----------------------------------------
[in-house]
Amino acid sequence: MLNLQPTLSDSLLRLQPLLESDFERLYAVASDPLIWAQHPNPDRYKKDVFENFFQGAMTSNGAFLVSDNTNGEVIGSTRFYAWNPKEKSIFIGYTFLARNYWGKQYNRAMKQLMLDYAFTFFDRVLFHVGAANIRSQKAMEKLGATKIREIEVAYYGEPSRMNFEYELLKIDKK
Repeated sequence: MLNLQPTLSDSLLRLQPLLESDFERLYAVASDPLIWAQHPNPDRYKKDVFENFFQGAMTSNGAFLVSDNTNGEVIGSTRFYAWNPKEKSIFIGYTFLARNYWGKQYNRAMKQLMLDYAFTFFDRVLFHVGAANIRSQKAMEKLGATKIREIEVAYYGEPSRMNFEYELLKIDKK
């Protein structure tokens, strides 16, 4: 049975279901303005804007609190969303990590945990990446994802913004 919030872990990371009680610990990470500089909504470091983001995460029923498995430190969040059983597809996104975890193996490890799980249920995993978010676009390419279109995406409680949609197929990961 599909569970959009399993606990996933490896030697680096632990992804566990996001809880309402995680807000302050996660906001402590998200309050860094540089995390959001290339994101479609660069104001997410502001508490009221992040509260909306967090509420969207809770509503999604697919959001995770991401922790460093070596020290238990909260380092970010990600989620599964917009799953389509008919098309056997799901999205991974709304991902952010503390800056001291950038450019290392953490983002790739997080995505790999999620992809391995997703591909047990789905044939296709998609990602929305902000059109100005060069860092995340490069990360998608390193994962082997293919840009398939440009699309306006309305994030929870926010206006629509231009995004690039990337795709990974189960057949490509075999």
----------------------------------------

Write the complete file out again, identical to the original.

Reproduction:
[in-house]
Amino acid sequence: MLNLQPTLSDSLLRLQPLLESDFERLYAVASDPLIWAQHPNPDRYKKDVFENFFQGAMTSNGAFLVSDNTNGEVIGSTRFYAWNPKEKSIFIGYTFLARNYWGKQYNRAMKQLMLDYAFTFFDRVLFHVGAANIRSQKAMEKLGATKIREIEVAYYGEPSRMNFEYELLKIDKK
Repeated sequence: MLNLQPTLSDSLLRLQPLLESDFERLYAVASDPLIWAQHPNPDRYKKDVFENFFQGAMTSNGAFLVSDNTNGEVIGSTRFYAWNPKEKSIFIGYTFLARNYWGKQYNRAMKQLMLDYAFTFFDRVLFHVGAANIRSQKAMEKLGATKIREIEVAYYGEPSRMNFEYELLKIDKK
């Protein structure tokens, strides 16, 4: 049975279901303005804007609190969303990590945990990446994802913004 919030872990990371009680610990990470500089909504470091983001995460029923498995430190969040059983597809996104975890193996490890799980249920995993978010676009390419279109995406409680949609197929990961 599909569970959009399993606990996933490896030697680096632990992804566990996001809880309402995680807000302050996660906001402590998200309050860094540089995390959001290339994101479609660069104001997410502001508490009221992040509260909306967090509420969207809770509503999604697919959001995770991401922790460093070596020290238990909260380092970010990600989620599964917009799953389509008919098309056997799901999205991974709304991902952010503390800056001291950038450019290392953490983002790739997080995505790999999620992809391995997703591909047990789905044939296709998609990602929305902000059109100005060069860092995340490069990360998608390193994962082997293919840009398939440009699309306006309305994030929870926010206006629509231009995004690039990337795709990974189960057949490509075999």